The Illustrated Bartsch

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The Illustrated Bartsch (TIB) is an extensive compendium of European master prints and commentary, published by the Abaris Books imprint of OPAL Publishing Corporation. Based on the 24 volume list, Le Peintre-Graveur, composed by Count Adam von Bartsch in the eighteenth century, the Bartsch has maintained its position as the premier reference work in the field of European master prints for over 40 years. The Illustrated Bartsch consists of images of European master prints from around 1400 until the arrival of the Industrial Revolution, around 1850. This 450-year span details the origins of printmaking, from entirely manually created and pulled prints, to the introduction of mechanical printing presses and photography.

The cooperation and contribution of many of the worlds finest art historians have helped the work maintain its relevance as an art reference manual by reflecting the ongoing progress of scholarship. The continual evolution of art history and scholarship provide new additions and attributions (as well as de-attributions), which have caused the project to grow exponentially. Bartsch's original 24 volume list has grown to over 100 volumes under the Abaris Books imprint, which was, in 2010, compiling further volumes.

History[edit]

Walter L. Strauss's General Plan for The Illustrated Bartsch was drawn up in the early 1970s, and the first edition of the collection (Netherlandish Artists[1]) was published in 1978 under Strauss' own publishing company, Abaris Books. While an earliera[›] attempt at producing an illustrated edition of Le Peintre-Graveur was abandoned after a single volume, TIB is now (as of 2010) in 104 volumes and growing. it is certainly the most intensive and complete effort made toward the project. After Strauss' death in 1988, Abaris Books was made an imprint of OPAL Publishing Corporation, which continues to produce volumes under his General Plan. Commentary volumes complete the catalogues raisonnés of artists named in Le Peintre-Graveur. Supplementary volumes present the collections of artists not indexed in the original list.

Picture atlases[edit]

The first 48 volumes of The Illustrated Bartsch present every master print in Adam von Bartsch's Le Peintre-Graveur, and are referred to as “picture atlases.” Abaris Books coined this term in the General Plan to refer to the volumes which illustrate the original list of painter-engravers. While "picture atlases" are notable in their faithful presentation of Bartsch's list, time and scholasticism have ascertained accuracies and inaccuracies in the attributions made by Bartsch.

Commentary volumes[edit]

Commentary volumes are important with special consideration to the continuously expanding field of art history, as they list master prints unknown to or excluded by Bartsch:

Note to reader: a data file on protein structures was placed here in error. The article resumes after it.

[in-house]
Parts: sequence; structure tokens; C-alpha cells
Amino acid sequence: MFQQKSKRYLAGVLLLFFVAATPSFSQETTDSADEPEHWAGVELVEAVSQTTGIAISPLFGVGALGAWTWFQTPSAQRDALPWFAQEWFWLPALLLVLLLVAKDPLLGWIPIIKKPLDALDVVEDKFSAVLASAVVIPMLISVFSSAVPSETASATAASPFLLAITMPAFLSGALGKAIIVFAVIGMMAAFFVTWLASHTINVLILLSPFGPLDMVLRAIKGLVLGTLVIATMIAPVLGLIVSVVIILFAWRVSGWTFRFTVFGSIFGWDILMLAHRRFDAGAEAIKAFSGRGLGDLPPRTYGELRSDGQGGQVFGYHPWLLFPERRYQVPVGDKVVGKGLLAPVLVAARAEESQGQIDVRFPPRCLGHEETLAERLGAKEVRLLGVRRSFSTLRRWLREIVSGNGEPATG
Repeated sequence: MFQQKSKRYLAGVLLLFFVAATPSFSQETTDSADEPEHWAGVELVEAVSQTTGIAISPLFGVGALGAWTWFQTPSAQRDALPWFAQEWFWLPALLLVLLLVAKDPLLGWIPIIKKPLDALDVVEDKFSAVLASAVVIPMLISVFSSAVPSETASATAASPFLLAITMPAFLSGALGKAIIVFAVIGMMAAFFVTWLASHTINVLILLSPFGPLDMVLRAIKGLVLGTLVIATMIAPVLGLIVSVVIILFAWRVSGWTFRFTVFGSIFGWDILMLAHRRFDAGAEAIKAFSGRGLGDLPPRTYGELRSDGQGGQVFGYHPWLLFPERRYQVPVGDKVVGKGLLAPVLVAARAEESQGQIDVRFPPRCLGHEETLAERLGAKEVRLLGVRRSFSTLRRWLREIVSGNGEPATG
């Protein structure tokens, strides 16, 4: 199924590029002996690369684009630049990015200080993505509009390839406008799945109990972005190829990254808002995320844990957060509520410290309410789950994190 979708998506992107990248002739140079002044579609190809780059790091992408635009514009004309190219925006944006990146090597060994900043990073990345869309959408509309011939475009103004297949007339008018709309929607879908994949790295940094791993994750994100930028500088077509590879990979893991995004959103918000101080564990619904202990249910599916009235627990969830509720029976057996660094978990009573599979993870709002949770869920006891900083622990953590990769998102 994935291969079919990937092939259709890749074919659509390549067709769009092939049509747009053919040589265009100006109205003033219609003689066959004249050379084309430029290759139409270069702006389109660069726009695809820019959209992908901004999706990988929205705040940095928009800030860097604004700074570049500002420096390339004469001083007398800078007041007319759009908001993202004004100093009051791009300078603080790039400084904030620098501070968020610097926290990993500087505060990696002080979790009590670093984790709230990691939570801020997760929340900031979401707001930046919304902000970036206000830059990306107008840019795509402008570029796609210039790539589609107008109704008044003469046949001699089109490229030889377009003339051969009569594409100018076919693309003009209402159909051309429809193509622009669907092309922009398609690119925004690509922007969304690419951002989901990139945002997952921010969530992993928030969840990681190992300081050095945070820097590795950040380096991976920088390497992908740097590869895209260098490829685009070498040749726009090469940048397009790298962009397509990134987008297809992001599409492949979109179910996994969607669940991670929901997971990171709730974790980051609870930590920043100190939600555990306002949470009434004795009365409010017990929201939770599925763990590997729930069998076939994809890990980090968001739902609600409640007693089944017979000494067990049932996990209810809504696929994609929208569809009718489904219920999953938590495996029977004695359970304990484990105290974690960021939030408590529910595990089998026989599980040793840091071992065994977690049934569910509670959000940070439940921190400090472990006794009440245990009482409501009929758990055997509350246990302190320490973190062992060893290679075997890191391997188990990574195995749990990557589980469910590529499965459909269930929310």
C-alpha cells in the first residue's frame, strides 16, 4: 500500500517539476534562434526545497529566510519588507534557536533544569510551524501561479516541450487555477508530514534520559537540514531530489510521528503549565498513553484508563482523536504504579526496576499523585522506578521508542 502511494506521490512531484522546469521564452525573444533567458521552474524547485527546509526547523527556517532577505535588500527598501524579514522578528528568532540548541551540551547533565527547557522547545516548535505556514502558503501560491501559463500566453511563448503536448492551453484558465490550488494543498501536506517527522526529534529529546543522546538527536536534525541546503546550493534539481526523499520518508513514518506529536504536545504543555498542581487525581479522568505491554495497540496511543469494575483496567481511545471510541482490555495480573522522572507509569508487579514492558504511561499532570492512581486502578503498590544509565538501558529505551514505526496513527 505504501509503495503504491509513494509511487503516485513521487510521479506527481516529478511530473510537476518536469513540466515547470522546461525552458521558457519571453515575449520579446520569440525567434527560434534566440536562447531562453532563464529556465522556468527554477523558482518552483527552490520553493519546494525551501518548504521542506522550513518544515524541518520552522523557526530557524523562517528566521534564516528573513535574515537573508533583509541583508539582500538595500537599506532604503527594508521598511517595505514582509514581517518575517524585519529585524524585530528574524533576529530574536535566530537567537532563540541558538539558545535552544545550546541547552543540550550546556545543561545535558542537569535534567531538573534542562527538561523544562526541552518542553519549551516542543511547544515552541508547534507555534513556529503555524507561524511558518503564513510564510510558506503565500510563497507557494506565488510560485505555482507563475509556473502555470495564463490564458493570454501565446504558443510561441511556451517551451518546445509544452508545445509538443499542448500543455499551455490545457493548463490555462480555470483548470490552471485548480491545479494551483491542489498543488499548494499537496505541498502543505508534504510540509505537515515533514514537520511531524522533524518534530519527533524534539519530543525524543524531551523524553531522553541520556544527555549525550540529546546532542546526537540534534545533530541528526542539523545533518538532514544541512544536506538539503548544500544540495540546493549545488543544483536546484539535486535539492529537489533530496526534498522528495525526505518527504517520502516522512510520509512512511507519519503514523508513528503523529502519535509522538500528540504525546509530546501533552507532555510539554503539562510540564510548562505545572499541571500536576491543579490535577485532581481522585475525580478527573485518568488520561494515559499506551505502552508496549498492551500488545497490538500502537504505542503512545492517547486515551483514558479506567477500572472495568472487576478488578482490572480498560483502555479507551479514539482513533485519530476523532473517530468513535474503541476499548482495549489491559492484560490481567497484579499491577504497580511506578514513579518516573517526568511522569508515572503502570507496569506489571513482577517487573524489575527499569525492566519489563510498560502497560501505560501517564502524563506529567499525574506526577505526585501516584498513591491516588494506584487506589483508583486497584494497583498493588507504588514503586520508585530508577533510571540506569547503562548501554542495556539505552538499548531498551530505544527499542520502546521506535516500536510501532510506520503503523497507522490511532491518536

“All the prints known to Bartsch are illustrated in the first fifty volumes...Prints not known to Bartsch, or not listed by him, will be illustrated in companion volumes. These will include commentaries on the prints...as well as new attributions wherever required. Bartsch's sequence of artists and subjects has been retained.”[2]

Commentary volumes expand and augment individual “Picture Atlases” with new progress of art scholarship. Emphasizing new attributions, de-attributions, additional states, and copies (among others) maintains the usefulness and pertinence of the historical art collection as scholastic reference works.

Supplementary volumes[edit]

Supplementary volumes are a unique creation of Abaris Books. By including Supplement volumes, Abaris Books took note of artists omitted by Bartsch, and these volumes detail print artists unknown to, overlooked by, or rejected by Bartsch.[3] Supplement volumes also include artists who flourished after Bartsch's death, specifically Volumes 101 through 140 on German, French, Italian and British artists of the Nineteenth Century, and Volume 141, dedicated solely to Belgian artist James Ensor. Supplement Volumes 161 through 166 follow a scheme of much earlier artists. These volumes consist of German Single Leaf Woodcuts before 1500 by Anonymous Artists, as organized by Wilhelm Ludwig Schreiber and originally published in the early 20th century.[4]

Notes[edit]

^ a: An illustrated version of Bartsch's list was first undertaken by the Pennsylvania State University Press, which published an illustrated edition of Bartsch's 12th volume in 1971. However, the project was abandoned after the publication of a single volume[5]

References[edit]

  1. ^ Strauss, Walter L., and Slatkes, Leonard J., eds. Netherlandish Artists. 1st ed. Vol. 1. New York. Abaris. 1978. The Illustrated Bartsch
  2. ^ Strauss, Walter L., ed. Netherlandish Artists. Vol. 1. New York. Abaris. 1978. The Illustrated Bartsch
  3. ^ Dickey, Stephanie S., ed. Netherlandish Artists: Rembrandt Harmensz. Van Rijn (Supplement). Vol. 50. The Illustrated Bartsch. Abaris Books. New York. 1993. ISBN 0-89835-048-4
  4. ^ Field, Richard S. (1987). Strauss, Walter L., ed. The Illustrated Bartsch: Volume 161, German Single Leaf Woodcuts Before 1500 (First ed.). Abaris Books. ISBN 0-89835-250-9. 
  5. ^ Mayor, A. Hyatt; Blunt, Anthony, eds. (1971). Le Peintre Graveur Illustré: Italian Chiaroscuro Woodcuts (Bartsch Volume XII). Vol. 1. The Pennsylvania State University Press. ISBN 0-271-00129-1.